It was a heady time. As we plunged into the fall and the Presidential election, the excitement in my newly discovered GLBT community (yeah, the G generally went first in those days) was palpable. Not only had Bill Clinton promised to lift the ban on gays serving in the military if elected, he would also allow couples like us to finally get married.
Not that Mark and I were personally ready for that, but it was definitely something we wanted to do when the time came. And what had seemed like an impossible dream ever since I’d come out now seemed suddenly, tantalizingly within reach.
Everyone alive and old enough to vote then knows what happened next. Moderate Democrats rebelled, Republicans screamed, and a “compromise” was reached that let gays serve in the military, but only if they never revealed who they really were – shorthanded as Don’t Ask Don’t Tell.
And in the states, the anti-marriage equality laws began to pop up like mushrooms.
It would be another nineteen years before the heinous Don’t Ask Don’t Tell law would be repealed – an entire generation of young gay men. And It would take twenty-three years to finally secure marriage equality for couples like is across the nation, in 2015.
Then the backlash began in earnest, and the years since 2016 have been like living in some weird and warped version of the country I had grown up loving.
Now Roe V. Wade has fallen, and so have we.
I remember the crushing weight of the day the US Supreme Court, freshly filled with new Justices, handed down the ruling. the sense that I was being dragged back into a past that I thought had long been vanquished.
And that’s not just hyperbole.
Roe V. Wade was based on a “right to privacy” that the Supreme Court inferred from the US Constitution. But it’s not the only such right. Marriage equality and interracial marriage (and a host of others that we have all come to take for granted) are tied to that same lynch pin. Pull it out, and they will all collapse like a house of cards.
Tomorrow, Americans will participate in a time-honored democratic tradition – electing the people to represent them in Congress. In a way it’s just like any other election. People vote, winners and losers are chosen, and support for parties ebbs and flows. We long ago learned to accept that as part of the process. Sometimes you’re on top, and the next time around you’re relegated to holding meetings in the dimly lit basements of the Capitol. Just hang on, and the pendulum is guaranteed to swing back again in an election or two.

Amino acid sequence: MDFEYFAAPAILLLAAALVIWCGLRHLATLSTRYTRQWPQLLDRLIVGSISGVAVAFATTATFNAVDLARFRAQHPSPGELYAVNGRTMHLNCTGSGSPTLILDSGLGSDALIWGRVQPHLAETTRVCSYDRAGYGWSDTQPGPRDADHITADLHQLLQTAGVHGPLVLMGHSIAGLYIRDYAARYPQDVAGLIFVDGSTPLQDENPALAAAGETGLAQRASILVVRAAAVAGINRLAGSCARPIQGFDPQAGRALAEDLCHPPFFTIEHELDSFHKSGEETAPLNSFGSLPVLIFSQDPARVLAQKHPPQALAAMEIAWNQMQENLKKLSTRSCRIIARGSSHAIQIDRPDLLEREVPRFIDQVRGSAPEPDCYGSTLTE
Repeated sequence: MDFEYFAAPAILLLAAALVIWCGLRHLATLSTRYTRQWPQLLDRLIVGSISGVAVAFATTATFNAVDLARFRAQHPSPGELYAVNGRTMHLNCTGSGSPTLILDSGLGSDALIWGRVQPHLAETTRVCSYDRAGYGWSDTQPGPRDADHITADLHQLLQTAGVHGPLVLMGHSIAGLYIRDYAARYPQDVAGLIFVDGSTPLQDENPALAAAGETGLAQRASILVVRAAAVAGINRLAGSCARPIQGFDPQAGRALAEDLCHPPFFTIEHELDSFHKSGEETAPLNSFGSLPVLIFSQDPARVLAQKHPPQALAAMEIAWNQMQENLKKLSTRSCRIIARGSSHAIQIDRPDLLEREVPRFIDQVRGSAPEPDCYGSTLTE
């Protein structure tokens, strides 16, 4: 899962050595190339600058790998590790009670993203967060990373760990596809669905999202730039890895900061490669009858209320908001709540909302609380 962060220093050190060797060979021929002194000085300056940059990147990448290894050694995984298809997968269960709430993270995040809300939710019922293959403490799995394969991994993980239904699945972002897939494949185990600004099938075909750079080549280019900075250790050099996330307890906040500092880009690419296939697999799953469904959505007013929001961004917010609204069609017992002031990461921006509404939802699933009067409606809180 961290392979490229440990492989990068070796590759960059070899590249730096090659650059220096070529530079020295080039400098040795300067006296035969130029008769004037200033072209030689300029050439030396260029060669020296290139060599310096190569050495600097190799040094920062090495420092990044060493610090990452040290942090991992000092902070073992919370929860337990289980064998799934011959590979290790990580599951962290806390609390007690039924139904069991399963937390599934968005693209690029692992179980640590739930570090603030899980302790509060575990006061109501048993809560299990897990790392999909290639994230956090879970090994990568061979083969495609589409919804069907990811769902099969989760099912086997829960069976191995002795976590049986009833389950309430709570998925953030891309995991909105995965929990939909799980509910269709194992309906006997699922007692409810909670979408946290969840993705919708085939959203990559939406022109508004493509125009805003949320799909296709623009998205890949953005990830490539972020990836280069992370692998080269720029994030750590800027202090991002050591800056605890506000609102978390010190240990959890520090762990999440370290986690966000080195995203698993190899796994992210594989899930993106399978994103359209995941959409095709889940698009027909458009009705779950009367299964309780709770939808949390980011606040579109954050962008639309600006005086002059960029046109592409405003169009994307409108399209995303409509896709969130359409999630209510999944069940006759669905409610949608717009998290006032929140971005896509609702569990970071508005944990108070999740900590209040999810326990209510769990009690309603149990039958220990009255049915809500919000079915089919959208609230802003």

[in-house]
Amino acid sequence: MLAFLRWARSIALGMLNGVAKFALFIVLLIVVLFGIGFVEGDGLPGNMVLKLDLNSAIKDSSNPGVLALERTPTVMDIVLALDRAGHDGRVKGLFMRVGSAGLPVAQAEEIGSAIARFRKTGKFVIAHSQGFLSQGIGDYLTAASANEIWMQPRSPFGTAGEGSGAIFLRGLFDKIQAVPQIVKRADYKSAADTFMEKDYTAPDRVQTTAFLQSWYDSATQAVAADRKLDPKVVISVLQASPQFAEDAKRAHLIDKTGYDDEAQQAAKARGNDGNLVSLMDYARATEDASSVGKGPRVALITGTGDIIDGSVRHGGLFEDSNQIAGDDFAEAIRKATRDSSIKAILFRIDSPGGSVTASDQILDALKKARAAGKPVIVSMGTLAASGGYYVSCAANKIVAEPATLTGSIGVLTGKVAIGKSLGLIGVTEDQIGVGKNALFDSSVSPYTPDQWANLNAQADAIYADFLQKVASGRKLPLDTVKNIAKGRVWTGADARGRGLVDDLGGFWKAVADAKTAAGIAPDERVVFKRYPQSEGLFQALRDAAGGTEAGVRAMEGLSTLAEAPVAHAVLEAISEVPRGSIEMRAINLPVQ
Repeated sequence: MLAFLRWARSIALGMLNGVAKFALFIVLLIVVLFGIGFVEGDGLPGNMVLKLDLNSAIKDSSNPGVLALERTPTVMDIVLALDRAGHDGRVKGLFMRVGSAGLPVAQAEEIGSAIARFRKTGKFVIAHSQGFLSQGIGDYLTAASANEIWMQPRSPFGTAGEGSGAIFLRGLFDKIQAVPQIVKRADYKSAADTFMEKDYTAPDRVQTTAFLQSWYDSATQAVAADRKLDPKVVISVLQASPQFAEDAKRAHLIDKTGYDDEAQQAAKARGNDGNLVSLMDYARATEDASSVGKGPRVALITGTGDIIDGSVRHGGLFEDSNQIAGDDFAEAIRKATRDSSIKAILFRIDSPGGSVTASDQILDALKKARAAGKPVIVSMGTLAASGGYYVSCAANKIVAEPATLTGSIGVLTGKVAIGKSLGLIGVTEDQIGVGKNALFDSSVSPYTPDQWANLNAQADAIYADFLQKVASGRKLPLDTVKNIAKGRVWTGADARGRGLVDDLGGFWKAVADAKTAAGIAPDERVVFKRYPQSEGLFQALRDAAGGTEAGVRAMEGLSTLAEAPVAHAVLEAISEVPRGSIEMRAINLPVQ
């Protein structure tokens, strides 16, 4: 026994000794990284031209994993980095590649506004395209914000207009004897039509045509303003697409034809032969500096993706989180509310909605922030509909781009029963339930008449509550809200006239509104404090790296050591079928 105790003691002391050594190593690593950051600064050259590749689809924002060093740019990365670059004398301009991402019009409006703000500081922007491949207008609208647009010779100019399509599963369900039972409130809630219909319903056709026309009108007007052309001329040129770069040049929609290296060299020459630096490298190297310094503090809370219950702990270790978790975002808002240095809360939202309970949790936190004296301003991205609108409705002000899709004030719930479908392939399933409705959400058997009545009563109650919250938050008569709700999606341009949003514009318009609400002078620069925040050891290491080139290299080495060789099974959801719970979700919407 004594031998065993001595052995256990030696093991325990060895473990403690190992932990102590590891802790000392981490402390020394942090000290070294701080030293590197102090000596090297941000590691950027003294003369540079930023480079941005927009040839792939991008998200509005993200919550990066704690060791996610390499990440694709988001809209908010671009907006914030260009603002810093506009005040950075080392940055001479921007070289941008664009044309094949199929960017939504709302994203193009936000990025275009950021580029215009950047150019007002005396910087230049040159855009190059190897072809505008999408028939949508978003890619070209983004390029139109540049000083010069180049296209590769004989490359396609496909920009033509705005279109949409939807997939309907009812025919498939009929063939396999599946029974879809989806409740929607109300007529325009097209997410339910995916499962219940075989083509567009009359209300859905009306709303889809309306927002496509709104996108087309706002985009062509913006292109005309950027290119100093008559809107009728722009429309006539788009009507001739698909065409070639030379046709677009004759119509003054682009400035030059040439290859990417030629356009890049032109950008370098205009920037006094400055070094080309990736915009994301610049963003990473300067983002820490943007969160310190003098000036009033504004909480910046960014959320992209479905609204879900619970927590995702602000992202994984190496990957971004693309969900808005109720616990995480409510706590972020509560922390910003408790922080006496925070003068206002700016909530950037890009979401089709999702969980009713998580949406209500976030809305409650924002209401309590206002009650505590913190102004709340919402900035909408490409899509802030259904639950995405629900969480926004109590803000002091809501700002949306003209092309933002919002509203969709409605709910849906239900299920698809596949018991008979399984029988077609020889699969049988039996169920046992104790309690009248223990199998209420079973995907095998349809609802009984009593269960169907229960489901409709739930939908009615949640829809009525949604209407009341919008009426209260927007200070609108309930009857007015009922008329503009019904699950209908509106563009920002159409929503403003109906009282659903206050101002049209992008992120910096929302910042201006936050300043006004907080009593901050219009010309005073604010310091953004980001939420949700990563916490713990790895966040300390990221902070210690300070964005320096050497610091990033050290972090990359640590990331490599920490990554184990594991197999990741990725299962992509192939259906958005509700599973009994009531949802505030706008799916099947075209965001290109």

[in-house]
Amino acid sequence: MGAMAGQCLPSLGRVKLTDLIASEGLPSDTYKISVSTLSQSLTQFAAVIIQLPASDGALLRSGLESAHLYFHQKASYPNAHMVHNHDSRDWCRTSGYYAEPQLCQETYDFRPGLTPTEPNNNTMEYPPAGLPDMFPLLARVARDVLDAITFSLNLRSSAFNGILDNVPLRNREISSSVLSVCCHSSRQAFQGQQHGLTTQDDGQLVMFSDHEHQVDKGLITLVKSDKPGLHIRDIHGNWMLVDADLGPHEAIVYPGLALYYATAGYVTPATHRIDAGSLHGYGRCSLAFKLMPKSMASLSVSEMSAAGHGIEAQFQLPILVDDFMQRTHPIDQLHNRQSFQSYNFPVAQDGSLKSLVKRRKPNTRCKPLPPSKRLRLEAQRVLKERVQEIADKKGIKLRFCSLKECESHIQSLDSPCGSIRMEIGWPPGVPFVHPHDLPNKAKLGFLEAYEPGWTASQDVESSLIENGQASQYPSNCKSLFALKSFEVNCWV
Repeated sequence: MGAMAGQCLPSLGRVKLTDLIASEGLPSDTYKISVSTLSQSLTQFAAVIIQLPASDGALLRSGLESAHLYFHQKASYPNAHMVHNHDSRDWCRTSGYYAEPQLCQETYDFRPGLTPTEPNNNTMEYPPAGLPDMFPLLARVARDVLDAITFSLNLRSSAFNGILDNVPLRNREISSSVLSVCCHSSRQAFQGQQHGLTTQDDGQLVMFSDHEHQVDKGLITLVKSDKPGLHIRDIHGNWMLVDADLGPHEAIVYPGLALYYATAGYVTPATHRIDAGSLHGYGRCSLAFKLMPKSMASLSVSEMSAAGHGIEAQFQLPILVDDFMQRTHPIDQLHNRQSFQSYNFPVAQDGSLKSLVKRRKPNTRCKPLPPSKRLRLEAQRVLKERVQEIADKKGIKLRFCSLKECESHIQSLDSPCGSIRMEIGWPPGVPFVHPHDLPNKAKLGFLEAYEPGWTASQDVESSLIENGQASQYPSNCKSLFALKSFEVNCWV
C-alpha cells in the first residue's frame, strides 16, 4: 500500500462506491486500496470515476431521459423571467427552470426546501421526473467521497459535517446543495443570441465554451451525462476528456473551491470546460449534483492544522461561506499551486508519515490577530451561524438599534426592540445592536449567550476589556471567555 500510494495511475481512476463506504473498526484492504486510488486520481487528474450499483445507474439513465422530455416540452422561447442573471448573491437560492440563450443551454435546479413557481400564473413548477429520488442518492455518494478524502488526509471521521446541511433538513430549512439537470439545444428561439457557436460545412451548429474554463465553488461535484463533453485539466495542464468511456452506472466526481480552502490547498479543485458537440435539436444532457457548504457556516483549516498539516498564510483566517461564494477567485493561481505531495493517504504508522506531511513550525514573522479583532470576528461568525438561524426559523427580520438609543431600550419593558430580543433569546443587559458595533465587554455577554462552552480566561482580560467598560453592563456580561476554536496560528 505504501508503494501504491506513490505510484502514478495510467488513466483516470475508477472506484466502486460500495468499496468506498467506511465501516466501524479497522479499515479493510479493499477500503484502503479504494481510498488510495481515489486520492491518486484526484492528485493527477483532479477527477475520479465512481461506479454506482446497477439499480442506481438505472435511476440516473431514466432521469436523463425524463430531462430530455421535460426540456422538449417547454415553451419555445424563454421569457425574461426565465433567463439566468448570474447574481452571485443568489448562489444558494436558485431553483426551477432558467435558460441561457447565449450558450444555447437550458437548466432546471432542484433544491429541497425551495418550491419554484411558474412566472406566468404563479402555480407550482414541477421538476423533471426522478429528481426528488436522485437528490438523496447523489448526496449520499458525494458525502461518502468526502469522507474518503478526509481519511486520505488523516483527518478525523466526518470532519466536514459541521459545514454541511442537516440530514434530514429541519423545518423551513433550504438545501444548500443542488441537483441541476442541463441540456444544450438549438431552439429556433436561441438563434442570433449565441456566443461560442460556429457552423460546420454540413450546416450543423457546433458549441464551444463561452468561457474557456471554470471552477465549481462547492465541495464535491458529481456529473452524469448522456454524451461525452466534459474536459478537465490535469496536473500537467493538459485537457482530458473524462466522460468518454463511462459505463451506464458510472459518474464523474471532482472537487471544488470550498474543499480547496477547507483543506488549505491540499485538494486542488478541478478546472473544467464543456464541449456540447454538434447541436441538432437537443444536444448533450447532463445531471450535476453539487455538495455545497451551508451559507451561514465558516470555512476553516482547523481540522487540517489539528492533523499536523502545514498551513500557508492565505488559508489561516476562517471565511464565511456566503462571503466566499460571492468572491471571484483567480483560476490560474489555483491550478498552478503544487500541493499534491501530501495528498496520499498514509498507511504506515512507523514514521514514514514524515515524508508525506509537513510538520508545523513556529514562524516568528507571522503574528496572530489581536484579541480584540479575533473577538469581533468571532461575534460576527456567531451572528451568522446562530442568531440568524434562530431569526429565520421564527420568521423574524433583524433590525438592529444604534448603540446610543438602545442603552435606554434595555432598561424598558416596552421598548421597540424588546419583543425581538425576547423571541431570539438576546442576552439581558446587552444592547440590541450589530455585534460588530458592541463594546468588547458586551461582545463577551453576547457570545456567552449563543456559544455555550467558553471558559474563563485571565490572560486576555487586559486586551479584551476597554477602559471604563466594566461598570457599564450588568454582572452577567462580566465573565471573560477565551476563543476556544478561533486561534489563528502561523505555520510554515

Except this year, things anything but normal.
One side has out-and-out said they will not accept the election results if they go against them, and that if they win this year, they will never let the other side win again. And polls show that a majority of Republicans would rather have a good economy than a representative democracy and their constitutionally guaranteed rights. This is dire stuff.
Or as one pithy meme put it recently:
“The economy will come back. Your rights may not.”
What happens tomorrow? No one knows. But I’m afraid it’s not going to be good for people like me. I feel the fear in my bones, and am trying to accept that I have no control over how things will go.
God willing I’m wrong.
But if I’m not, then the real question becomes “what happens the day after?” It feels like we’re in freefal, and I don’t know when we’ll find solid ground.
No matter what, though, I know one thing. This is my country too, with all its warts and flaws. The arc has long bent toward justice, sometimes with great backlashes, and I’m not ready to give that progress up.
I won’t quit fighting for its ideals without a fight.
Mrs. Patterson would be proud.